"Who Ever Heard of a Spotted Unicorn?" by John Kuhn
"A Place That Never Was – A Story of Childhood" by David R. Downing
"The World is One" by Calie Voorhis
"Archangels Incorporated" by Gilbert M. Stack
The fiction in the August issue of The Sword Review emphasizes the spiritual, and unicorns make an appearance in two of the four stories.
“Who Ever Heard of a Spotted Unicorn?” by John Kuhn is a creation tale wrapped in the trappings of fantasy. The all-powerful Wizard (God) is lonely, so he creates friends in the form of unicorns to share his world. Inevitably, the unicorns find it hard to stay clean (free from sin), and the tale continues from there. While there is nothing wrong with allegory—it’s a technique that has been employed to great effect in works like Herman Melville’s Moby Dick—here the allegory simply isn’t that clever, and the story itself isn’t very gripping. An abbreviated version of “Who Ever Heard of a Spotted Unicorn?” might make a good Sunday school story, but it doesn’t work for anyone who is looking for something interesting and complex.
In “A Place That Never Was – A Story of Childhood” by David R. Downing, no one has a name. The protagonist is simply “the girl,” and other characters are referred to as teacher or father. Despite the Spartan character names, everything in this story is lush, evoking childhood memories. Readers glimpse the world the girl sees, and it recalls a time when they had a world no one else could visit and friends only they could see. This story also examines faith, a person’s ability to believe in something so strongly that it becomes real, whether others share that belief or not. Well worth the read.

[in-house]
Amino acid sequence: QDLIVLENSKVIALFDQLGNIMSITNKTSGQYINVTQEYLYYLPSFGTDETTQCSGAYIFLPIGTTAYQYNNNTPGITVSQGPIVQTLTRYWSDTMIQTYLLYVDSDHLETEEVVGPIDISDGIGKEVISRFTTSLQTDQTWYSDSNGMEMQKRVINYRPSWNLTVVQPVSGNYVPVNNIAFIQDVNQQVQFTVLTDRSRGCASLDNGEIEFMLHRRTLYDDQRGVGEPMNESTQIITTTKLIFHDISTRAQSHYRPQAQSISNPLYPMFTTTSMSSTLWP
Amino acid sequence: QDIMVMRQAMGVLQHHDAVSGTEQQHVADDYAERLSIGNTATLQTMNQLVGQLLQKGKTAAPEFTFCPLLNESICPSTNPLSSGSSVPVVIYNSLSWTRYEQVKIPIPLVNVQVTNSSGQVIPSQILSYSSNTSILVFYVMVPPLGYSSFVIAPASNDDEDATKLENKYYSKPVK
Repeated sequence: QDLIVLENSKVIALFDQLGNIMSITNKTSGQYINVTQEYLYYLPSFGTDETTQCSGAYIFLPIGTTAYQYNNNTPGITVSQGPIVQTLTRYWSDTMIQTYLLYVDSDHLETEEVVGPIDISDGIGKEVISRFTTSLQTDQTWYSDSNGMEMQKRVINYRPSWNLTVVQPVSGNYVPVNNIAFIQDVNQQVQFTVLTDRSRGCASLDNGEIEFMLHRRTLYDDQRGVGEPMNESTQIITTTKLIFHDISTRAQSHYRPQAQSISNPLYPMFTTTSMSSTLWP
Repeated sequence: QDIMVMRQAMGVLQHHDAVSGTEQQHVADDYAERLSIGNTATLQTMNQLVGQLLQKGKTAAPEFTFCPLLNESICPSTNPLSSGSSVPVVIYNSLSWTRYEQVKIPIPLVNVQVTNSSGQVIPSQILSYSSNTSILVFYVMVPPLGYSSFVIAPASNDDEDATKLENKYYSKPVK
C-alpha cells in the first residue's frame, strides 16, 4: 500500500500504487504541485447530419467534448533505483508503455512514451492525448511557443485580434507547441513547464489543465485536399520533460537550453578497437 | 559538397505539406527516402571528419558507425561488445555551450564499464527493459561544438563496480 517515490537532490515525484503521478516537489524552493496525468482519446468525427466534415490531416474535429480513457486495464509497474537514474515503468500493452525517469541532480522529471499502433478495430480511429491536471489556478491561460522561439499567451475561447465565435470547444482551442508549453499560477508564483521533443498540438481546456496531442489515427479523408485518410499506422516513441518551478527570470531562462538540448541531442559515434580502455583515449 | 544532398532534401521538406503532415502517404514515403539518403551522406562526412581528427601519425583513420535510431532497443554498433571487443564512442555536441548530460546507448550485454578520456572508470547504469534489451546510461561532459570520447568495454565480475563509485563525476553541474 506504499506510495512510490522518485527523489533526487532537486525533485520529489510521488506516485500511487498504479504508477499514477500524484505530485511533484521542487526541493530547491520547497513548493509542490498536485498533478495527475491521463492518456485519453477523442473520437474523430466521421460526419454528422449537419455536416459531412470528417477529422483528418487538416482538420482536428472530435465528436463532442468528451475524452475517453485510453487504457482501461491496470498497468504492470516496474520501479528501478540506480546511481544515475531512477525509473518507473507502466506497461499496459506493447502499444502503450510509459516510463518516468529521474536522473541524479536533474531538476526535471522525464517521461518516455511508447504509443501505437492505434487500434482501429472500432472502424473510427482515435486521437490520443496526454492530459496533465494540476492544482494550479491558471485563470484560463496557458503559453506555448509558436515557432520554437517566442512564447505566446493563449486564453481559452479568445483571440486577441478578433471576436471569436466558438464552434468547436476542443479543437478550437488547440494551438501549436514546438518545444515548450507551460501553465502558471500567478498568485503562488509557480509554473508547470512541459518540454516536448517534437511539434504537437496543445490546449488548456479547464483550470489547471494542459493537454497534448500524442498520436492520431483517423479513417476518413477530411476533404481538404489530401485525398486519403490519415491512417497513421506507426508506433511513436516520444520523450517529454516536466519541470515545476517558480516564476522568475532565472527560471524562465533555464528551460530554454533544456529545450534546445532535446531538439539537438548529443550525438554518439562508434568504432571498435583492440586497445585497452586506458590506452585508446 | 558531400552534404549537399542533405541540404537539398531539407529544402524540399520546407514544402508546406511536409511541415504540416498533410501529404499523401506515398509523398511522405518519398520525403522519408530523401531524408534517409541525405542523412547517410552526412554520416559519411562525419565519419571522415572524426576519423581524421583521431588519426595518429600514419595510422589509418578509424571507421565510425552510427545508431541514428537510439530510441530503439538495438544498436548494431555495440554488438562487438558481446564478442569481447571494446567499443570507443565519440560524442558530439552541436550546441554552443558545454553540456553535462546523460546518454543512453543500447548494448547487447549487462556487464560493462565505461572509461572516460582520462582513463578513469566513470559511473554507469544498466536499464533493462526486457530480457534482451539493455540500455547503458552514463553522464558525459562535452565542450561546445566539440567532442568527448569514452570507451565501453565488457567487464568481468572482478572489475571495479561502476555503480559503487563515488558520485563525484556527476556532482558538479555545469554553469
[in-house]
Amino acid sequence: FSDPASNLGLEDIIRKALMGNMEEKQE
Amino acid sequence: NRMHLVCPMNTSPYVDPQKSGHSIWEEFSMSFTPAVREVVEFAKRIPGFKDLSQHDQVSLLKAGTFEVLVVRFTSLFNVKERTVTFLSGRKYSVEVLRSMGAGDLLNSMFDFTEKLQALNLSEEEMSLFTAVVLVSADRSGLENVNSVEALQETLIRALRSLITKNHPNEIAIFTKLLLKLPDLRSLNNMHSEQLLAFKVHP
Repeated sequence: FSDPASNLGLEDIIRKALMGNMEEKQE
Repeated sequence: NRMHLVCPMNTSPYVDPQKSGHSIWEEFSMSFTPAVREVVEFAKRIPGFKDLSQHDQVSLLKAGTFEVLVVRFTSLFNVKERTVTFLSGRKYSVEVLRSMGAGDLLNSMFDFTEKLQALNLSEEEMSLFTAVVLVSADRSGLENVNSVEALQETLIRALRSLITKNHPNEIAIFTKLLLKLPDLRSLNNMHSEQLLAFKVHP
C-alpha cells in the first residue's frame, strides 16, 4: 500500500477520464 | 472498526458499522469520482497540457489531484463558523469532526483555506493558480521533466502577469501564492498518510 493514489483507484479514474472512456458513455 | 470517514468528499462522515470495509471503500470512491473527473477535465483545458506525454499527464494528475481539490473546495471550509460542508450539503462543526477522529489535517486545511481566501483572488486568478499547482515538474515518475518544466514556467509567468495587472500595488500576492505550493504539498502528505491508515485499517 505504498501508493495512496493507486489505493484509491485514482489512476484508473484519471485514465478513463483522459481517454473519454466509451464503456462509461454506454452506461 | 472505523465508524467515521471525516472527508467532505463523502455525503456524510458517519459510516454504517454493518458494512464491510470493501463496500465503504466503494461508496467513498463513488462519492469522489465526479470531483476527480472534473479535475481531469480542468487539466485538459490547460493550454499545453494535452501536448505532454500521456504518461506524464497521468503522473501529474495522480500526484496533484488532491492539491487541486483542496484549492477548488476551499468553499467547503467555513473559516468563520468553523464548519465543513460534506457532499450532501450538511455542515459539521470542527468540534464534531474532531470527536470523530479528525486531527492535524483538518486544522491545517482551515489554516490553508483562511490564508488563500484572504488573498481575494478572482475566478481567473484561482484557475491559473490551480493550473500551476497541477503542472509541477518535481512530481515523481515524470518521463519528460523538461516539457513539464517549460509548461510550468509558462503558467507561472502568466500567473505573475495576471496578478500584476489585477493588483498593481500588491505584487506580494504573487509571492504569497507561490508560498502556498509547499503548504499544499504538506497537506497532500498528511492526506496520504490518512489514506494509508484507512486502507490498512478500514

In “The World is One” by Calie Voorhis, Dan gets a 200-year-old message from his lost love, Kendra. Dan is part of a rescue mission for Sigma 9892x, the ship and the world Kendra’s last words originated from. As Dan and the rescue mission approach orbit, Dan learns of the wonders of the planet, the discovery of intelligent life upon it, and the reasons behind why the mission went horribly wrong. Taking as its primary theme people’s inability to see any context beyond the familiar until it’s too late, Kendra’s story is compelling, making “The World is One” an enjoyable read.
I’m not sure how to categorize “Archangels Incorporated” by Gilbert M. Stack. It isn’t a cautionary tale or a morality tale in the traditional sense. The focus isn’t on what the main character, Peter, has done in the past or anything he’s currently doing. Rather, it’s on what Peter will choose to do. Unfortunately, that’s not enough. There’s no real bite to “Archangels Incorporated”; the potential conflict doesn’t last long enough to make Peter’s other option viable. The identity of his messenger, Nathaniel the archangel, is presented almost at the beginning, and the reason his character should choose a particular path is presented from the start—his daughter Suzie. The presented ideas have the potential to be interesting, but they aren’t fleshed out enough to make a compelling story.